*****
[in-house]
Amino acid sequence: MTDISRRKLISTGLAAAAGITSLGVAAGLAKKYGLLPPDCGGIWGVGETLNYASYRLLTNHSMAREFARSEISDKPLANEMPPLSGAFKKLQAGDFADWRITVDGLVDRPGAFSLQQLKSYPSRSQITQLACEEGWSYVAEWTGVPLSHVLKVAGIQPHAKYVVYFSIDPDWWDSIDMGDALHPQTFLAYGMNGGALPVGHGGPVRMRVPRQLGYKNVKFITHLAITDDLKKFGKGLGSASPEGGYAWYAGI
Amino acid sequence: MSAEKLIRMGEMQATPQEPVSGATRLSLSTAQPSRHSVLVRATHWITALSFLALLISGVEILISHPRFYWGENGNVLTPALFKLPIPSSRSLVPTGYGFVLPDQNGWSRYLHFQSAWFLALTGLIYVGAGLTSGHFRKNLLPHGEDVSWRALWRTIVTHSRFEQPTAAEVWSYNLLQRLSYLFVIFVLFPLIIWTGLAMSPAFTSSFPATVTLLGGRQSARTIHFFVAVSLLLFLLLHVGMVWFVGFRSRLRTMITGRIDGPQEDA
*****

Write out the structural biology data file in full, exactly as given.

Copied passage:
[in-house]
Amino acid sequence: MTDISRRKLISTGLAAAAGITSLGVAAGLAKKYGLLPPDCGGIWGVGETLNYASYRLLTNHSMAREFARSEISDKPLANEMPPLSGAFKKLQAGDFADWRITVDGLVDRPGAFSLQQLKSYPSRSQITQLACEEGWSYVAEWTGVPLSHVLKVAGIQPHAKYVVYFSIDPDWWDSIDMGDALHPQTFLAYGMNGGALPVGHGGPVRMRVPRQLGYKNVKFITHLAITDDLKKFGKGLGSASPEGGYAWYAGI
Amino acid sequence: MSAEKLIRMGEMQATPQEPVSGATRLSLSTAQPSRHSVLVRATHWITALSFLALLISGVEILISHPRFYWGENGNVLTPALFKLPIPSSRSLVPTGYGFVLPDQNGWSRYLHFQSAWFLALTGLIYVGAGLTSGHFRKNLLPHGEDVSWRALWRTIVTHSRFEQPTAAEVWSYNLLQRLSYLFVIFVLFPLIIWTGLAMSPAFTSSFPATVTLLGGRQSARTIHFFVAVSLLLFLLLHVGMVWFVGFRSRLRTMITGRIDGPQEDA